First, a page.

Margaret began exploring photography as a creative hobby in 2004 and is now completely self-taught photographically and in post-production editing/printing. After a varied career in accounting and aesthetics, she decided to focus on photography full time in 2007. Her early ventures included shooting weddings, nature and in-studio fine art portraiture, but her perspective and creative interests changed profoundly after discovering the imaginative underwater works created by Howard Shatz (New York) and Zena Holloway (London). She was enthralled by the amazing ethereal, flowing and weightless quality and wonderful play of light offered by the underwater environment that no studio setting could ever replicate. And, since so few Canadian photographers were working in this medium, she knew there was a fine art niche here just waiting to be explored and filled.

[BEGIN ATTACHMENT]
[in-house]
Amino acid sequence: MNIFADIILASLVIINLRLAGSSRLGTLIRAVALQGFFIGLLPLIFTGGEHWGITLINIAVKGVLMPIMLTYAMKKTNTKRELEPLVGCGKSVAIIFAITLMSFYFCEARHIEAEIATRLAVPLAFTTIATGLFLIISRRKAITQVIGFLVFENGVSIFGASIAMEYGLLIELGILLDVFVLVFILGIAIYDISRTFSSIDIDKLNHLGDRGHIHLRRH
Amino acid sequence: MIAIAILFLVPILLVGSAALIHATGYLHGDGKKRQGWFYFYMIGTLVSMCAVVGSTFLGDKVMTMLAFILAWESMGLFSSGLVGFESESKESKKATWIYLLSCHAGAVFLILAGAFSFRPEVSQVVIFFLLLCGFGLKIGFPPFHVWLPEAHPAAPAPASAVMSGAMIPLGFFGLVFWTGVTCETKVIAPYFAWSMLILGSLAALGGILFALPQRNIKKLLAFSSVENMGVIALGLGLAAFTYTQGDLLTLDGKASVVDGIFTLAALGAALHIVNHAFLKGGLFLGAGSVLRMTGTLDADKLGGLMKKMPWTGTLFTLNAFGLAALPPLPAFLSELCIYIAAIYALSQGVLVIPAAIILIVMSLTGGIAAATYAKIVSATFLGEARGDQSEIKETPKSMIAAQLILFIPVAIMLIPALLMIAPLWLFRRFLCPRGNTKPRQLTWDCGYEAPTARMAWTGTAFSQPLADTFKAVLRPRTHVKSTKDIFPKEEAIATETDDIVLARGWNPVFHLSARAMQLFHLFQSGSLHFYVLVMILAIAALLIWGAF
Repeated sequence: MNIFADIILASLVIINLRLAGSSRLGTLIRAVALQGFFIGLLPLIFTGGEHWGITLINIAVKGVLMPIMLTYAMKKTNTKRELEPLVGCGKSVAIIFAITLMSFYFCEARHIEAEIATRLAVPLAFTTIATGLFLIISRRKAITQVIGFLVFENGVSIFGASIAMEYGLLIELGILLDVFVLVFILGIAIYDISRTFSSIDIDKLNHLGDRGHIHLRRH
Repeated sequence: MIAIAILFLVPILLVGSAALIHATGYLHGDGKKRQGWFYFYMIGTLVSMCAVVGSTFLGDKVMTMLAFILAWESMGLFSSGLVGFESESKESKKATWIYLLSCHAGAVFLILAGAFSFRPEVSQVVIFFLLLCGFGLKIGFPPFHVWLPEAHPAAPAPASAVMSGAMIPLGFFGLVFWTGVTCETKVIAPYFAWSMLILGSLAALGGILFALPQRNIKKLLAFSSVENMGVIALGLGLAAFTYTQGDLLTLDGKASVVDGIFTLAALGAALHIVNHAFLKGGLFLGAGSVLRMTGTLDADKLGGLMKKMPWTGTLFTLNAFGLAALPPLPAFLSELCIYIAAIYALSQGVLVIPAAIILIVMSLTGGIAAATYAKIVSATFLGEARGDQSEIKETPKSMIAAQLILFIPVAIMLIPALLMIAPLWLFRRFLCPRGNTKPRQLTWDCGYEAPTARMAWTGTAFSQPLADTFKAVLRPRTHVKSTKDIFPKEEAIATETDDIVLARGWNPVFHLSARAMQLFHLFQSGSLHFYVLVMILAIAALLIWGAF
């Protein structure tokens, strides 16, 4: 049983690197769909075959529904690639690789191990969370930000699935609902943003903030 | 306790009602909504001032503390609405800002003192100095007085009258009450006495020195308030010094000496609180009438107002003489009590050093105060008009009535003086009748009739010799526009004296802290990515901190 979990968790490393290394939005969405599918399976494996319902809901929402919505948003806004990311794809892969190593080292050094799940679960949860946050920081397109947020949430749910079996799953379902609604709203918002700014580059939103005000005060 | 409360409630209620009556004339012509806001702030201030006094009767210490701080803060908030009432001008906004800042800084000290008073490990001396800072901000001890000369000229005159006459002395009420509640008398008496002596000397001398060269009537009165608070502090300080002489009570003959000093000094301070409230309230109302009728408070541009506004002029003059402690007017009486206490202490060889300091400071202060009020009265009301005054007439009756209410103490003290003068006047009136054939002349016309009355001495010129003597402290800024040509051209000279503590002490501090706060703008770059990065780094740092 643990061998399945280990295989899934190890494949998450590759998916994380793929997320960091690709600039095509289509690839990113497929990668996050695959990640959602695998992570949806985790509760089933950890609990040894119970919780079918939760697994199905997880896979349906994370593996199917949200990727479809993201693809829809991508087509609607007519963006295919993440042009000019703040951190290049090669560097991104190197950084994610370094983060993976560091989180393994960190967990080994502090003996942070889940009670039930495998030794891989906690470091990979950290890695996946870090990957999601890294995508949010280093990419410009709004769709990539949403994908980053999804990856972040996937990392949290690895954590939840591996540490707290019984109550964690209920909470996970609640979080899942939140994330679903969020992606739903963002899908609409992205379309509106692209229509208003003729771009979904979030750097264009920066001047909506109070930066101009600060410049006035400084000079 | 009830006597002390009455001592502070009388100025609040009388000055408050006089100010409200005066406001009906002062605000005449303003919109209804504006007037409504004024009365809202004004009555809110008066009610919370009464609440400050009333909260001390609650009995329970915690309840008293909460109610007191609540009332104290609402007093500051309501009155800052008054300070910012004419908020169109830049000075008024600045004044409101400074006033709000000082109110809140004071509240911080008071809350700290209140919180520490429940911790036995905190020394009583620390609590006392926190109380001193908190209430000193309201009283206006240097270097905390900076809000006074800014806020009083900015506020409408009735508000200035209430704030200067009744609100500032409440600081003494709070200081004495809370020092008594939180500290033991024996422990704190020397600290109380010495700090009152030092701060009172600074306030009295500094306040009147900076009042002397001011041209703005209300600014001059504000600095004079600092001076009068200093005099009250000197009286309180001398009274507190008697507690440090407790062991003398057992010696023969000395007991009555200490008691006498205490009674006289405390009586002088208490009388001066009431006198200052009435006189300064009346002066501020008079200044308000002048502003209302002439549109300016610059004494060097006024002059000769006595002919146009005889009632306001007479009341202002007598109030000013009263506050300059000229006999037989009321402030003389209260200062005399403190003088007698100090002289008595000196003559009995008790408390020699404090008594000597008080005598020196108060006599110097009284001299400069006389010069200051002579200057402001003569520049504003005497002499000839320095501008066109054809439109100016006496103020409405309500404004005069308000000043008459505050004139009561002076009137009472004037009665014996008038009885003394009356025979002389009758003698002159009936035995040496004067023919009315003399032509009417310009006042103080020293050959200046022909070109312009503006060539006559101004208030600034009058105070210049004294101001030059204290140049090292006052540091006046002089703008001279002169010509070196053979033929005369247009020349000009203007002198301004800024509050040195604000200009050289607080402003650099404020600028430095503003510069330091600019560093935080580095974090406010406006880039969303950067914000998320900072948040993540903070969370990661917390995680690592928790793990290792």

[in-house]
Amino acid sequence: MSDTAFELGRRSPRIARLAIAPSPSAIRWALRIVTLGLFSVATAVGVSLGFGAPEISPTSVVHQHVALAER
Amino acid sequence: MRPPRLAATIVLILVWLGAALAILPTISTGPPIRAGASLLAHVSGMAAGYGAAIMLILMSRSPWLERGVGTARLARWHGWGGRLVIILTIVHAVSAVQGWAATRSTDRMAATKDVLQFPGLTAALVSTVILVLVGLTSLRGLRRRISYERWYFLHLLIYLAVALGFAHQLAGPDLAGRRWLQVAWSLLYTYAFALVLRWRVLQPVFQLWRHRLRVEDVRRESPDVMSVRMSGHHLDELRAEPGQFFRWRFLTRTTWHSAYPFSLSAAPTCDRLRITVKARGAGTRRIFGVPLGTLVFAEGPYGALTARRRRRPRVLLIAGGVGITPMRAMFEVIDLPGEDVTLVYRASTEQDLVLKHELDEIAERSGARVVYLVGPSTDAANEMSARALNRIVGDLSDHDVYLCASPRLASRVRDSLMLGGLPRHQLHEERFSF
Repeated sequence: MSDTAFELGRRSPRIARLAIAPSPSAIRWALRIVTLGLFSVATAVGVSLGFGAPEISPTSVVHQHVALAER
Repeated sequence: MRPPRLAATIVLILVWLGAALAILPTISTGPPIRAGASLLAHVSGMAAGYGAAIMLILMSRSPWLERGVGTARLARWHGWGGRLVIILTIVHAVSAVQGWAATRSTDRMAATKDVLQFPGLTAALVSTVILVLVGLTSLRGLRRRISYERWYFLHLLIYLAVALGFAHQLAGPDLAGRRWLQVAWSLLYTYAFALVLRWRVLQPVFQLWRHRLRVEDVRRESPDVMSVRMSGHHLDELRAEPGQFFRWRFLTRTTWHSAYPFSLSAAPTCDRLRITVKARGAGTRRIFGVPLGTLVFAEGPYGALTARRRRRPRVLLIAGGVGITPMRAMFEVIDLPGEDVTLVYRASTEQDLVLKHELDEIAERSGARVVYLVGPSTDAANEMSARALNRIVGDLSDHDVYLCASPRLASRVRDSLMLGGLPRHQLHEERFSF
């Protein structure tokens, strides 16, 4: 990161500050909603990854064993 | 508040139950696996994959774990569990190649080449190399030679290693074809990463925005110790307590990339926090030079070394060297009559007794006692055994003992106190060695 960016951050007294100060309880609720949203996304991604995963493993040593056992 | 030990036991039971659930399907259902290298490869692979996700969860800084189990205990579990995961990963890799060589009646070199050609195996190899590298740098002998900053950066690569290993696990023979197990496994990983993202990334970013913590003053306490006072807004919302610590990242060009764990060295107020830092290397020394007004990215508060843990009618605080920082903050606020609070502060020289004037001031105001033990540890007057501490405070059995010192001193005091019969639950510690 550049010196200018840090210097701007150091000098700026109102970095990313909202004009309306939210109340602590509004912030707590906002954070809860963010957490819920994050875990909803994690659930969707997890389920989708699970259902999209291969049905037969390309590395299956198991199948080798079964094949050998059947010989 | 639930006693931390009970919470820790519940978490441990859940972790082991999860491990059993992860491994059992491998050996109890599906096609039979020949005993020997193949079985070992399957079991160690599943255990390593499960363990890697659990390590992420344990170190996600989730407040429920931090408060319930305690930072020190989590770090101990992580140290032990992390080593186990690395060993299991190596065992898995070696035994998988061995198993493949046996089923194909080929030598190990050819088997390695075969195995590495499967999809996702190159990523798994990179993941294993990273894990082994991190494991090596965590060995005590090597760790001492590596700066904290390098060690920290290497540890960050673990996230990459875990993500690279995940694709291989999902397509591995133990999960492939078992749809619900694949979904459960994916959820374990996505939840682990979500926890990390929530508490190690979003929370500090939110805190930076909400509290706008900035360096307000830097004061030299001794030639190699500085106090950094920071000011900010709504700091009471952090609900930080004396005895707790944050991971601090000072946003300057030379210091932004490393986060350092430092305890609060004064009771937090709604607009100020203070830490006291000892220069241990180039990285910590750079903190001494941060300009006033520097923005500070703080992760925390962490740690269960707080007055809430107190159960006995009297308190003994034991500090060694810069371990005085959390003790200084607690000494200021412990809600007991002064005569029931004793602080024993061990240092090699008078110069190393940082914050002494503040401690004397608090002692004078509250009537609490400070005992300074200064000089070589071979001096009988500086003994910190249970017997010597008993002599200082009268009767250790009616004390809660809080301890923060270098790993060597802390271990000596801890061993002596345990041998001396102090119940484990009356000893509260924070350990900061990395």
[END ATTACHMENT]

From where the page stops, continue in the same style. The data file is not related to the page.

Ontario doesn’t enjoy salt water (excepting frigid Hudson Bay), but is home to one-third of the world’s fresh water in its quarter-million lakes. Unfortunately, most of these are too inaccessible, cold and lack the pristine clarity required for her particular style of work. Not a problem, since the home she and her husband Rod have in Whitby, Ontario just east of Toronto happened to come with a 20 by 40 foot heated in-ground pool, a made-to-order ‘Studio’ ready for action.
Margaret jumped in with both feet, acquiring her first Ikelite housing for a Canon 40D with various ports and one DS125 strobe in 2008. The first shoot with her new Ikelite kit involved a friend’s teenage daughter who had competitive dance but no prior modelling or underwater experience. It was shot during a wild mix of bright sun, stormy cloud and torrential rain conditions. The beautiful results simply blew her and everyone else away, and she knew she was hooked. Margaret has since expanded her professional underwater portfolio to include glamour, boudoir, maternity, engagement, and child photography, and finds she is continually learning as her shoots become increasingly creative, complex and far more challenging technically.